1. As you may or may not have noticed, that statistic is a link, which goes directly to the Gallup poll citing the details. I am an English major, and I cite my sources.

          1. Looks like someone just learned what they thought about about planetary rotation was all wrong. Way to take it like an American blame someone else for your own stupidity. And boy, that “Mr. Snarky Collage boy” comment has really got to hurt. ;-)

      2. The explanation for your distrust is probably that people who are quite uneducated simply don’t live in your neighbourhood. If you ask in some districts of Detriot or rural areas as well, you might get more than 50% in that area.

      3. Okay, just saying, the US’s population is more than 318.9 million people so it is not unlikely that a lot of people in America believe that the Sun revolves around the Earth. Just because some of your friends say that they do not, does not mean that they make up the full population of America. This is probably the reason why most countries in the world hate us. The research on this blog is incredibly accurate, you are just too ignorant to see it.

      4. Agreed! That’s precisely where I stopped reading…and I’m not the “stereotypical American” who would typically disagree, either. I’m a 34 year old female published author, with a degree in Archaeology, and spent about 15 years as an atheist before awakening to a Creator. So, this god of science agenda is vehemently clear to me now.

    3. 1. Of course you cherry pick like people always do comparing the U.S. to Japan. How about Canada, the U.K. or Australia whose obesity rates aren’t as bad. But still bad? The U.K. isn’t far behind at 28%. Just because we might have the worst (which we actually don’t, the Pacific Islands are far worse) doesn’t mean we are the only one facing the problem.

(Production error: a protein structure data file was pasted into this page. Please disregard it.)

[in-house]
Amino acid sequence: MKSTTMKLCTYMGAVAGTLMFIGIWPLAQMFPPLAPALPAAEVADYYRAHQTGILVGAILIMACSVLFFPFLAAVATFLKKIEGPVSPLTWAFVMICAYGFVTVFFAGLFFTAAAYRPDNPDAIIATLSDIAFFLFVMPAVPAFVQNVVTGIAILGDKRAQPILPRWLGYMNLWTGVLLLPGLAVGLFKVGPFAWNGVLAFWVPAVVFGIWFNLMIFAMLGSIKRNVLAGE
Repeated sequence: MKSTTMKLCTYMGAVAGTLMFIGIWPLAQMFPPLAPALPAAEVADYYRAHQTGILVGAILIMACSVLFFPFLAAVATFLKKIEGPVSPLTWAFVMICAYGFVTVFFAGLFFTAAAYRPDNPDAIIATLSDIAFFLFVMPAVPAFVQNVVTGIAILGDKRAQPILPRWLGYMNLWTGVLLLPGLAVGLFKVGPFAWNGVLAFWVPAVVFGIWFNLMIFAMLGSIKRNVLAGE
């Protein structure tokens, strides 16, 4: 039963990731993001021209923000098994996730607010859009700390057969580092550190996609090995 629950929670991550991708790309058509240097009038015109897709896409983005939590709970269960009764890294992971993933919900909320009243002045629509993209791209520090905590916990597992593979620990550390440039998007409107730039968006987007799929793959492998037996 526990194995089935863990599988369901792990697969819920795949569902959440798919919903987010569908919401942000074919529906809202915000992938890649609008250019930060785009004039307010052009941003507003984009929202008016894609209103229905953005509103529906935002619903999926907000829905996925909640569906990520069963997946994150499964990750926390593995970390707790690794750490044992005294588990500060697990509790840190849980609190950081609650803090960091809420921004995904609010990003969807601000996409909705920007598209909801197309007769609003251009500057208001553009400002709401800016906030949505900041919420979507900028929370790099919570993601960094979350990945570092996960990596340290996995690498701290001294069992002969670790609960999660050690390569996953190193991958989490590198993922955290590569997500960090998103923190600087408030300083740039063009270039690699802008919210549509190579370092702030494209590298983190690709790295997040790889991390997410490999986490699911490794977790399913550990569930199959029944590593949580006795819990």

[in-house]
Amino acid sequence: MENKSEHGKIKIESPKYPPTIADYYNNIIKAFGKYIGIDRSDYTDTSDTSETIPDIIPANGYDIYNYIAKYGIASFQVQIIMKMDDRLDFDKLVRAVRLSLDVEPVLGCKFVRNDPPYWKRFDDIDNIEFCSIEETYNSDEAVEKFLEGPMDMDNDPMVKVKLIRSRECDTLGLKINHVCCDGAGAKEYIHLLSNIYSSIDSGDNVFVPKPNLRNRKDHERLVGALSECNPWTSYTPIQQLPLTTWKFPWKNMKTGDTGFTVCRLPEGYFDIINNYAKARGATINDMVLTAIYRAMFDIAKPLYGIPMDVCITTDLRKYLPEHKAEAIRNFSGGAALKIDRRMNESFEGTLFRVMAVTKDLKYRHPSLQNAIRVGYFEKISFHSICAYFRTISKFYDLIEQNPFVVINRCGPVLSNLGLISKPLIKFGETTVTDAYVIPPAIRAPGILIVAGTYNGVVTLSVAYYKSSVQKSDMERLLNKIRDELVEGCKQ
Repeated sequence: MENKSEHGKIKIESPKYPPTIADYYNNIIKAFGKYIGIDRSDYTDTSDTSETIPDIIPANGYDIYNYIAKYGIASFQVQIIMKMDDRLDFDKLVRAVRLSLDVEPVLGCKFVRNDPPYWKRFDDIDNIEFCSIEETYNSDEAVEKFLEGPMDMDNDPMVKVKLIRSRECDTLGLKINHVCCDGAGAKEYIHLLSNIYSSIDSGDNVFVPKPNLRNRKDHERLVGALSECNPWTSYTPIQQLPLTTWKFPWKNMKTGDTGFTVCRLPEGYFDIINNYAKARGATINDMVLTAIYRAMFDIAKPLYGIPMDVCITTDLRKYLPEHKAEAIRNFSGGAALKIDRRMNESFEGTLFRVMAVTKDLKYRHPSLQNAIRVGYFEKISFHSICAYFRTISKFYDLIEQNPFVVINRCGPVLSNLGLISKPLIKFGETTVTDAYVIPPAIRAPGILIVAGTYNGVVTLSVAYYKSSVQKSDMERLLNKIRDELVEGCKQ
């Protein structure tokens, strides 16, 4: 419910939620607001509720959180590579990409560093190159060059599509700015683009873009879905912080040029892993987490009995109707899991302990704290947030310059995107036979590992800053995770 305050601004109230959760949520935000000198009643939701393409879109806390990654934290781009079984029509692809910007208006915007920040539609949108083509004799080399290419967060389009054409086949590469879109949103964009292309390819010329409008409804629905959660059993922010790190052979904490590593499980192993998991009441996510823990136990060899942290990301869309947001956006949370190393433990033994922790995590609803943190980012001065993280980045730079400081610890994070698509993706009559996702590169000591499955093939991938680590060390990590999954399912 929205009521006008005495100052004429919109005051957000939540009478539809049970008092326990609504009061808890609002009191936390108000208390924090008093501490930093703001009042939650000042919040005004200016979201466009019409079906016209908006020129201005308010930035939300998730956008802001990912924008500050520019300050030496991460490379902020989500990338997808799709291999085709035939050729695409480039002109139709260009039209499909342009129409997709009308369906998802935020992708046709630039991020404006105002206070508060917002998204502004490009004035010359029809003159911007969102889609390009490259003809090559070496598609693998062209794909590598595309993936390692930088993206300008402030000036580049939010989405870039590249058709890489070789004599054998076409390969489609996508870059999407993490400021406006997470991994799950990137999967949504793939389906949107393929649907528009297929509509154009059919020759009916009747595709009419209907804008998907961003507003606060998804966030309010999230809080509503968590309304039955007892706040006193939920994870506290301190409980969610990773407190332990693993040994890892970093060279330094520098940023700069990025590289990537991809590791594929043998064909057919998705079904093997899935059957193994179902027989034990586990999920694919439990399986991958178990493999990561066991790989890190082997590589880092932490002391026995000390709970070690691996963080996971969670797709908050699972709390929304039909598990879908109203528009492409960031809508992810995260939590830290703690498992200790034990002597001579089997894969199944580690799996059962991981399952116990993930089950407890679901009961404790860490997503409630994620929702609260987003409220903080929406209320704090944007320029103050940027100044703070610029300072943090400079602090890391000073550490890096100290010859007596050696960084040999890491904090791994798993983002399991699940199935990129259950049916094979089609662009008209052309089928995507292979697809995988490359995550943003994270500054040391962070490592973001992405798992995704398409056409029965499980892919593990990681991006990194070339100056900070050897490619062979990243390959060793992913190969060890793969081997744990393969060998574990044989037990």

2. Ok, but I don’t see how this would have anything to do with being in decline. And there could be some good reasons for it. Most namely, the U.S. is a vast country. Many states and regions have their own cultures and many different climates and landscapes. There is a lot to see in our own country.
      3. I know many Americans who are knowledgable of the world. And non-Americans don’t know nearly as much about us as think they do. And about public transportation. I’d rather have that be worse. But have lower gas prices. Most Europeans drive even with their public transportation and pay more than 3 times as much on gas.
      4. We most certainly are not scientifically illiterate and even if we are, I don’t see what those things you listed really have to do with it. Some people just believe in ghosts out of experience. It’s not just some Americans who think the moon landing was faked. And also provide some up to date sources.
      5. Yes, we are rich. I’m still waiting for a reason income inequality is so bad. A majority of Americans are still well off. Even poor Americans still own pretty sizable houses and their own cars along with HD TVs and video game systems.
      6. More and more Americans are becoming atheist. I doubt what you claim is true even if there are people who think we are a Christian nation.
      7. This is true. But it’s because of the war on drugs and longer sentencing times. Not like we just pick up random people off the streets and arrest them. And the rate has been dropping.
      8. Key word is gun. Crime is lower than it was in the 60’s through the 90’s. And even if we have worse “gun crime”, we actually have an overall lower crime rate than Canada and Europe. And the lack of guns hasn’t stopped Japan from having one of the highest suicide rates in the world. 21.7 out of every 100,000 people in Japan kill themselves compared to 12.1 in the U.S. It is not “out of control.”
      9. We DO NOT spend more than half our tax dollars on military. I don’t know where you got that graph from. It is at most 20% both at state and national level combined. And we actually spend one of the highest per capita on education.
      10. I do not know a single person like that. We most certainly do know what that means. It’s love for your country. It does not mean thinking it is the greatest in the world. I have also never met somebody who says that. Many people address areas we need improvement in.
      When people call others anti-American for articles like this, it’s cause that is exactly what they are being. Plenty of other nations have their problems too. And people from other nations also get angry when you say bad things about their country. It’s not just Americans.

      1. Wyatt,